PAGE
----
My gf and I are doing a rtw trip visiting Italy, greece, egypt, india nepal and south east asia.
We've got 1 month+ in nepal and would really like to do some eco tourism to give something back for the great experiences we are going to receive from these wonderful places and people. I was thinking that Nepal is probably the poorest and most remote country we're going to see and how it would be great to stay with a family on their farm, work with them, teach maybe and get to know and love the country from my sojourn there.
We will be in Nepal in December 2012, i know its going to be cold but would this limit the opportunity to WWOOF?
Do we get accomodation and food in exchange for work? If so that would mean we could stay in the country for longer on our budget (without sounding callous or cheap, its just money is an issue for us, postgraduates with crap jobs that offer very little money for the relatively backbreaking chores they demand- not that im complaining here, especially not compared to some of the people we're likely to meet on our trip!).
How long do you reckon we should realistically aim to WWOOF for? And does anyone have any personal experiences of WWOOFing, Nepal or otherwise??
Also are there any other eco tourism opportunities anyone could suggest for India/SEA?
Lew and Kat
Don't really mind what were doing really, the main concern for my gf at the moment is "will i have to crap in a hole in the ground" im trying to alleviate her worries slightly but told her that its probably likely?
Also looking into helpexchange as well as WWOOFing and it looks a really good idea, there is an exchange for food and accomodation as well!
Thanks again for your help
And the toilet thing, anyone?
And you know what? There are lots of squat toilets in France and Italy too! (Something I didn't know, but as we had spent months in SE Asia where they were the norm, it didn't phase us!
I honestly don't think this is the best idea I've heard especially considering the WWOOFing opportunities in some of the other countries you've listed. I mean Nepal is dirt cheap- you and your girlfriend probably won't be saving more than US$20 combined per day, and if that really concerns you as far as money goes just spend ~10 days less in Europe (or spend that time WWOOFing there!). Frankly in Nepal you're unlikely to find work like you've said because as an earlier poster said the physical labor jobs are nothing like what you're likely thinking, and they're not going to give it to a tourist who just wants to be in town for a few weeks when there are several locals desperate for a job to feed their family.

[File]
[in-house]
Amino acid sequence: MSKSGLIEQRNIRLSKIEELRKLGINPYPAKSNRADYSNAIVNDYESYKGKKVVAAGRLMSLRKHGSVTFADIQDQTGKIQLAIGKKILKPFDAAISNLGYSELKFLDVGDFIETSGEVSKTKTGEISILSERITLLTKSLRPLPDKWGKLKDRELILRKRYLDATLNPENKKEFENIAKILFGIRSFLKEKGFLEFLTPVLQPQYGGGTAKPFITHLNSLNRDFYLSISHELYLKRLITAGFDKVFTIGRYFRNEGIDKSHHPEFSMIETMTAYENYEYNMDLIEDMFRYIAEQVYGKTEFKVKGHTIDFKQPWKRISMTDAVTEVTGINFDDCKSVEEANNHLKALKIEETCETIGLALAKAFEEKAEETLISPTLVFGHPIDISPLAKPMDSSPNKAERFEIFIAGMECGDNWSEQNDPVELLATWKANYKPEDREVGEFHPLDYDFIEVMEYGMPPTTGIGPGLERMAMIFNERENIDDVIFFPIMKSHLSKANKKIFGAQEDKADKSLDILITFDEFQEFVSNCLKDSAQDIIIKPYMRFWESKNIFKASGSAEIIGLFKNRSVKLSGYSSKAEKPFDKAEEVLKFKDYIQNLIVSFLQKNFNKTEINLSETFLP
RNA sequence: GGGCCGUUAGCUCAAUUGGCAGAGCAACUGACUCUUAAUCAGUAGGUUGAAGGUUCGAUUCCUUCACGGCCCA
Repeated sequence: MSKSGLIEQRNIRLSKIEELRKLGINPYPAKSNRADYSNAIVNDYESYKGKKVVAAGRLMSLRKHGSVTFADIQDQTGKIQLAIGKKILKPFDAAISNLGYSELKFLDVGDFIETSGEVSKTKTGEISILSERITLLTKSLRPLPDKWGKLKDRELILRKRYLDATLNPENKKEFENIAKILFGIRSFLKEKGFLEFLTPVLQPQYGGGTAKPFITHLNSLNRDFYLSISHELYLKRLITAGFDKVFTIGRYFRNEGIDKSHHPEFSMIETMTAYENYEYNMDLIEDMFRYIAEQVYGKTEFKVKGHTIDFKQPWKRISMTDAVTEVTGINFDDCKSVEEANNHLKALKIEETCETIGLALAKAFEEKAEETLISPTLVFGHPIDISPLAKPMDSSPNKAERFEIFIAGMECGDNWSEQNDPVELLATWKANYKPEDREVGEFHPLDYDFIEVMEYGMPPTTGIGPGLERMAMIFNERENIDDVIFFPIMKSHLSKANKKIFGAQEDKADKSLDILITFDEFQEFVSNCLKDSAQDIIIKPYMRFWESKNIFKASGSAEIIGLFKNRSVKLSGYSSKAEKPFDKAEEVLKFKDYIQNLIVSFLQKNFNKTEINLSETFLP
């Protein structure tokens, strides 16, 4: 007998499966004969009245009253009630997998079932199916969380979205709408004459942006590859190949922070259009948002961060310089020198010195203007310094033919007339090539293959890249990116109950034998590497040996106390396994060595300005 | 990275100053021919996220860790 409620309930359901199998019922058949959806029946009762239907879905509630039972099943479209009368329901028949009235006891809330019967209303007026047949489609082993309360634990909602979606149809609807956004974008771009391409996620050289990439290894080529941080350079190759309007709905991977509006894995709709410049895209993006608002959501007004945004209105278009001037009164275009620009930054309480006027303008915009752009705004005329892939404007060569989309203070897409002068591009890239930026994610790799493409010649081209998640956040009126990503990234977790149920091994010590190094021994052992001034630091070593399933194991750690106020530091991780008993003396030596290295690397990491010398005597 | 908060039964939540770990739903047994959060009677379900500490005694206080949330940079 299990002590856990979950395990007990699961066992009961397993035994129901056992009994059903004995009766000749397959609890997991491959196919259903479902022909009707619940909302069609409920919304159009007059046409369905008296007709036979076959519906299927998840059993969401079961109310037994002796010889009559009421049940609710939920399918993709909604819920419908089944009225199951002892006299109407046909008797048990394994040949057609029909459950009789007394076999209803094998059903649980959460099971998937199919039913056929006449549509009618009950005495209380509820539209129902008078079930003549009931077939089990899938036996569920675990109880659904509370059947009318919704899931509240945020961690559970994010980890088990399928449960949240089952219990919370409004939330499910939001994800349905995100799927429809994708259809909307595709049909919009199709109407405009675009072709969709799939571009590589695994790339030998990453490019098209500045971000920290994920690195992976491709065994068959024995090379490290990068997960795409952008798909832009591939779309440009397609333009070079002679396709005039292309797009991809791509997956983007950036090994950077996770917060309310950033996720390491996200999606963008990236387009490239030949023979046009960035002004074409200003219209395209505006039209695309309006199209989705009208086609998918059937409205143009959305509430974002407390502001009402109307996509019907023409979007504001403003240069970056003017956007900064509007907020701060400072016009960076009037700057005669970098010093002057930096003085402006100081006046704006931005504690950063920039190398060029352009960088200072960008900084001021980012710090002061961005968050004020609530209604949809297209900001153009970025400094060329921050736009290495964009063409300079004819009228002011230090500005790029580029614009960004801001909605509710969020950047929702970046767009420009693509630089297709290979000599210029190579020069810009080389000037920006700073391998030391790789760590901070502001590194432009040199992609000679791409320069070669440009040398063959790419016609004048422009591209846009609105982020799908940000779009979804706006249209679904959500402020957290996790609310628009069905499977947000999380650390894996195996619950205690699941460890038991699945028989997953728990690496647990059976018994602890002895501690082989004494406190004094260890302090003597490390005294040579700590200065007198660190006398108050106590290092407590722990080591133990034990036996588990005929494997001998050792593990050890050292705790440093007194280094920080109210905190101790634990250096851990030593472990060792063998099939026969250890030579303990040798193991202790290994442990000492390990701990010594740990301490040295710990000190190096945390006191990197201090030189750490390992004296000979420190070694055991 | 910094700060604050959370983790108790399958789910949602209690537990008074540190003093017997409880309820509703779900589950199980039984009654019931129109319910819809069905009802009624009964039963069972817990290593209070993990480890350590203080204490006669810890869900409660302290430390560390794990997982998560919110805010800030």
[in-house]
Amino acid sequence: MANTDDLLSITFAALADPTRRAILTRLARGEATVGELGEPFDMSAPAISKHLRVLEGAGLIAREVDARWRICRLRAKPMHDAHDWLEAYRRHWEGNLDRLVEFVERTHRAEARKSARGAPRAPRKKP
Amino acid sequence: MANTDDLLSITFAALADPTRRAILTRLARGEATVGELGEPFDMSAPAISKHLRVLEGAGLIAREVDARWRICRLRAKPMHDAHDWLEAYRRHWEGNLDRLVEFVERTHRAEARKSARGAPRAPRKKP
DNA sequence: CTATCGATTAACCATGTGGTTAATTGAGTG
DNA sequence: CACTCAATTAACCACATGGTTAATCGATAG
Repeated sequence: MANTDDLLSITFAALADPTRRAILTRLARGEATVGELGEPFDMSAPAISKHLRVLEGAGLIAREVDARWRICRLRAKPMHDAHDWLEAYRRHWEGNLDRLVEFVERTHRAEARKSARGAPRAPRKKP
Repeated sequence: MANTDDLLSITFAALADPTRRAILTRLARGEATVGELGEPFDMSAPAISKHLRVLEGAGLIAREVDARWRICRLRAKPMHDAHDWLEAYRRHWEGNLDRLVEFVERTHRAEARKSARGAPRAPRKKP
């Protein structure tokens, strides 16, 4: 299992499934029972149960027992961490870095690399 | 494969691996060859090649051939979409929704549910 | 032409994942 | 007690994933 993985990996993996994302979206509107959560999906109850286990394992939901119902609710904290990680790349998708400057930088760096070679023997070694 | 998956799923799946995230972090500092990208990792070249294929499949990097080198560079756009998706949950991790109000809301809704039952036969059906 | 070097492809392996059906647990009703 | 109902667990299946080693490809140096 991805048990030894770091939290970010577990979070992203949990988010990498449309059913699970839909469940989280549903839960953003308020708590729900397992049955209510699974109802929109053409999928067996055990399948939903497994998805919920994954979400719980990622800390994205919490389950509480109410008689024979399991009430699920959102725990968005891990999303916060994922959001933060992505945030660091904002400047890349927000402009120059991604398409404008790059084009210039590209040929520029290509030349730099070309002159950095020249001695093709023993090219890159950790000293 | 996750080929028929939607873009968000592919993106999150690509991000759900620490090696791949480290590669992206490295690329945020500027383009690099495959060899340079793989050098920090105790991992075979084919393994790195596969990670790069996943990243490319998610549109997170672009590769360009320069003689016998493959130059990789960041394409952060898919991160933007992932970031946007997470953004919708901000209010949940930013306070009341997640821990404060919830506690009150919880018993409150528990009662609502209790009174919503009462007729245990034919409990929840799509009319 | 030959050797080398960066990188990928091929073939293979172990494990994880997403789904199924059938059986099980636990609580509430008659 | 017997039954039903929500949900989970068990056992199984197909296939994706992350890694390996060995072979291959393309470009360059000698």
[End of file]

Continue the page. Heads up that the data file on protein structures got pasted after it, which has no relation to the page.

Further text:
Mind I did meet a fair share of NGO workers, volunteers etc while I was in Nepal, but as a rule they're there for months and months. I'm sure the "pay to volunteer" stuff also exists on the few weeks time-frame, but doesn't sound like that's what you're interested in.
Why do i see some places on helpexchange that suggest we get accomodation and food then? Do they not offer those opportunities to tourists?
So squat toilets are the norm then? Even in guesthouses? SEA, Nepal and India?
Andromeda wrote:Toilet? What toilet? In Nepal the bus just pulls on the side of the road and you get to go with all the traffic going by.
Or in Laos the bus pulls over and all the MEN get off while the women wait on the bus. Then the bus goes again. In eleven hours we stopped for one twenty-second men's pee stop and one twenty minute stop (where there were toilets - or holes, rather) for lunch. At about the 10 hour mark when we did not know the end was in sight, hubby handed me a bottle of water and said, "Can you drink it; you've got the best bladder" and then unnamed son proceeded to fill it from the comfort of his seat!)
It's funny how modesty is so strange in large parts of the world btw. Whenever I went to found a shrub at least one lady gave me a look of "well aren't you a princess!" more than once in places like Laos and Nepal, but no local woman would dream of wearing a bathing suit when going swimming.
Regarding WWOOFing... I recognize and commend your desire to help out while you're visiting the country. My partner and I were in Nepal for 2.5 months last year. We had a difficult time finding an appropriate, non-exploitative way to "help out." We ended up trekking and holding impromptu English language jam sessions with porters.
Other posters are correct: Nepal is desperately poor, and by doing WWOOFing style work, you are taking jobs away from Nepali people. Better to consider volunteering your time to tutor English or provide some loving attention to street kids, anything that can't or isn't being done by local Nepali people. Expect to pay for volunteer opportunities--this is how organizations stay afloat--or you can just spend time with people you meet and find ways to help directly.
Hope that helps!
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